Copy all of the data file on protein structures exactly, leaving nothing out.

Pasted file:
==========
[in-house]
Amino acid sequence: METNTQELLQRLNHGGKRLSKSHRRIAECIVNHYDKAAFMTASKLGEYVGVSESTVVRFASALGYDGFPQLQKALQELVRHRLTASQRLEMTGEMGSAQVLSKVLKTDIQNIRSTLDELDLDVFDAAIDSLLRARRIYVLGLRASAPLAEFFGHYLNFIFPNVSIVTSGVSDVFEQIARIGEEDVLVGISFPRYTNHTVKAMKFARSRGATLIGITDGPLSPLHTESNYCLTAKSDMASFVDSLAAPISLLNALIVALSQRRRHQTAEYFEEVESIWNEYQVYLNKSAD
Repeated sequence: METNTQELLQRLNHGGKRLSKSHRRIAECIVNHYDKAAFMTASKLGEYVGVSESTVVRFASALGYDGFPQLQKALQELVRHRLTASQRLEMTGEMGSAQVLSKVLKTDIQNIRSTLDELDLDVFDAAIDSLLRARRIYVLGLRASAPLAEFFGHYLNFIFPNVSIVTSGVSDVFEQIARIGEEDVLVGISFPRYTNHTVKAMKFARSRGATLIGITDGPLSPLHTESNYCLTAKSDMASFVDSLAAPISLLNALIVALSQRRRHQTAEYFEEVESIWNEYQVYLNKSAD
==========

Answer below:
[in-house]
Amino acid sequence: METNTQELLQRLNHGGKRLSKSHRRIAECIVNHYDKAAFMTASKLGEYVGVSESTVVRFASALGYDGFPQLQKALQELVRHRLTASQRLEMTGEMGSAQVLSKVLKTDIQNIRSTLDELDLDVFDAAIDSLLRARRIYVLGLRASAPLAEFFGHYLNFIFPNVSIVTSGVSDVFEQIARIGEEDVLVGISFPRYTNHTVKAMKFARSRGATLIGITDGPLSPLHTESNYCLTAKSDMASFVDSLAAPISLLNALIVALSQRRRHQTAEYFEEVESIWNEYQVYLNKSAD
Repeated sequence: METNTQELLQRLNHGGKRLSKSHRRIAECIVNHYDKAAFMTASKLGEYVGVSESTVVRFASALGYDGFPQLQKALQELVRHRLTASQRLEMTGEMGSAQVLSKVLKTDIQNIRSTLDELDLDVFDAAIDSLLRARRIYVLGLRASAPLAEFFGHYLNFIFPNVSIVTSGVSDVFEQIARIGEEDVLVGISFPRYTNHTVKAMKFARSRGATLIGITDGPLSPLHTESNYCLTAKSDMASFVDSLAAPISLLNALIVALSQRRRHQTAEYFEEVESIWNEYQVYLNKSAD